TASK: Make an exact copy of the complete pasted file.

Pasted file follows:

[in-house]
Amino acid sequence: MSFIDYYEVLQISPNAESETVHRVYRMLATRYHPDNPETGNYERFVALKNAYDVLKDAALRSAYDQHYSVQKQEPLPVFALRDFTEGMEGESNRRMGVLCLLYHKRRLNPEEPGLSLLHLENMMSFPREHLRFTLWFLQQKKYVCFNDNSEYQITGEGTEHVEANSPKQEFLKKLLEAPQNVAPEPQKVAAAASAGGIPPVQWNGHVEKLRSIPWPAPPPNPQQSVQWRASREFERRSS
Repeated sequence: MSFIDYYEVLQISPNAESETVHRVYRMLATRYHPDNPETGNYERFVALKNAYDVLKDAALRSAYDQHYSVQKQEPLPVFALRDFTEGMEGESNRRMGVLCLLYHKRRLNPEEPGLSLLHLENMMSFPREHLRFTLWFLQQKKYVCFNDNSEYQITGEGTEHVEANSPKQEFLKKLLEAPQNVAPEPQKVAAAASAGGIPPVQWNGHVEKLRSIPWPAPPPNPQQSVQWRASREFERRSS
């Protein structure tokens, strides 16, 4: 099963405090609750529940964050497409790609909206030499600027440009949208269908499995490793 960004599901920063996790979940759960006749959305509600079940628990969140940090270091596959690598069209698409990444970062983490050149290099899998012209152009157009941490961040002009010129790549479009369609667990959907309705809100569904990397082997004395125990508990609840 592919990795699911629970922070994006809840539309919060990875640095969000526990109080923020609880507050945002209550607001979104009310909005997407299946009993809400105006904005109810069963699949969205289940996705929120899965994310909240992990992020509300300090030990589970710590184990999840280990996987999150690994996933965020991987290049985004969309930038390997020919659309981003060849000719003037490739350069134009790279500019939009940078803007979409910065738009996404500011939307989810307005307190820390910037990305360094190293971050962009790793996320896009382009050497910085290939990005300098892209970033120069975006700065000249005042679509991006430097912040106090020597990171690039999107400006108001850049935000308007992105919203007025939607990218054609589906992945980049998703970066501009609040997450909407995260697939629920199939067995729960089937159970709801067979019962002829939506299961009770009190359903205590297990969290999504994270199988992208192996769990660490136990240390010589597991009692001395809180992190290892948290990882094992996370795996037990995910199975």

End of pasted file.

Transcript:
[in-house]
Amino acid sequence: MSFIDYYEVLQISPNAESETVHRVYRMLATRYHPDNPETGNYERFVALKNAYDVLKDAALRSAYDQHYSVQKQEPLPVFALRDFTEGMEGESNRRMGVLCLLYHKRRLNPEEPGLSLLHLENMMSFPREHLRFTLWFLQQKKYVCFNDNSEYQITGEGTEHVEANSPKQEFLKKLLEAPQNVAPEPQKVAAAASAGGIPPVQWNGHVEKLRSIPWPAPPPNPQQSVQWRASREFERRSS
Repeated sequence: MSFIDYYEVLQISPNAESETVHRVYRMLATRYHPDNPETGNYERFVALKNAYDVLKDAALRSAYDQHYSVQKQEPLPVFALRDFTEGMEGESNRRMGVLCLLYHKRRLNPEEPGLSLLHLENMMSFPREHLRFTLWFLQQKKYVCFNDNSEYQITGEGTEHVEANSPKQEFLKKLLEAPQNVAPEPQKVAAAASAGGIPPVQWNGHVEKLRSIPWPAPPPNPQQSVQWRASREFERRSS
């Protein structure tokens, strides 16, 4: 099963405090609750529940964050497409790609909206030499600027440009949208269908499995490793 960004599901920063996790979940759960006749959305509600079940628990969140940090270091596959690598069209698409990444970062983490050149290099899998012209152009157009941490961040002009010129790549479009369609667990959907309705809100569904990397082997004395125990508990609840 592919990795699911629970922070994006809840539309919060990875640095969000526990109080923020609880507050945002209550607001979104009310909005997407299946009993809400105006904005109810069963699949969205289940996705929120899965994310909240992990992020509300300090030990589970710590184990999840280990996987999150690994996933965020991987290049985004969309930038390997020919659309981003060849000719003037490739350069134009790279500019939009940078803007979409910065738009996404500011939307989810307005307190820390910037990305360094190293971050962009790793996320896009382009050497910085290939990005300098892209970033120069975006700065000249005042679509991006430097912040106090020597990171690039999107400006108001850049935000308007992105919203007025939607990218054609589906992945980049998703970066501009609040997450909407995260697939629920199939067995729960089937159970709801067979019962002829939506299961009770009190359903205590297990969290999504994270199988992208192996769990660490136990240390010589597991009692001395809180992190290892948290990882094992996370795996037990995910199975």